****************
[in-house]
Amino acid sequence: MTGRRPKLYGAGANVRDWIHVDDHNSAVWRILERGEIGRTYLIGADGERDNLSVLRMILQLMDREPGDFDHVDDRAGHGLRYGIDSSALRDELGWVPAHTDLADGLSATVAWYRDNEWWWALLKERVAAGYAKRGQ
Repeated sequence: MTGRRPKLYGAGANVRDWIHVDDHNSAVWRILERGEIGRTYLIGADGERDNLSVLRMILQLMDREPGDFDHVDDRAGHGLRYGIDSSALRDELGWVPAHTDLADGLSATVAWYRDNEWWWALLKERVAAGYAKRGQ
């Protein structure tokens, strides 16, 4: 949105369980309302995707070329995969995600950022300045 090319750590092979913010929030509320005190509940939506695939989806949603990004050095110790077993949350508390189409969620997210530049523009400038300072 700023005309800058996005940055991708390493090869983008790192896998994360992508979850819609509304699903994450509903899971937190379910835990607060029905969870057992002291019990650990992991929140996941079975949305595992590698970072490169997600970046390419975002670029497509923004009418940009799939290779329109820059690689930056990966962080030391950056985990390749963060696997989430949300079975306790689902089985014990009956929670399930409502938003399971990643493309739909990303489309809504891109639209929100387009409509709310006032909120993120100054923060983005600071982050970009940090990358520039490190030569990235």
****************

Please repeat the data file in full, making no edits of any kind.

[in-house]
Amino acid sequence: MTGRRPKLYGAGANVRDWIHVDDHNSAVWRILERGEIGRTYLIGADGERDNLSVLRMILQLMDREPGDFDHVDDRAGHGLRYGIDSSALRDELGWVPAHTDLADGLSATVAWYRDNEWWWALLKERVAAGYAKRGQ
Repeated sequence: MTGRRPKLYGAGANVRDWIHVDDHNSAVWRILERGEIGRTYLIGADGERDNLSVLRMILQLMDREPGDFDHVDDRAGHGLRYGIDSSALRDELGWVPAHTDLADGLSATVAWYRDNEWWWALLKERVAAGYAKRGQ
């Protein structure tokens, strides 16, 4: 949105369980309302995707070329995969995600950022300045 090319750590092979913010929030509320005190509940939506695939989806949603990004050095110790077993949350508390189409969620997210530049523009400038300072 700023005309800058996005940055991708390493090869983008790192896998994360992508979850819609509304699903994450509903899971937190379910835990607060029905969870057992002291019990650990992991929140996941079975949305595992590698970072490169997600970046390419975002670029497509923004009418940009799939290779329109820059690689930056990966962080030391950056985990390749963060696997989430949300079975306790689902089985014990009956929670399930409502938003399971990643493309739909990303489309809504891109639209929100387009409509709310006032909120993120100054923060983005600071982050970009940090990358520039490190030569990235």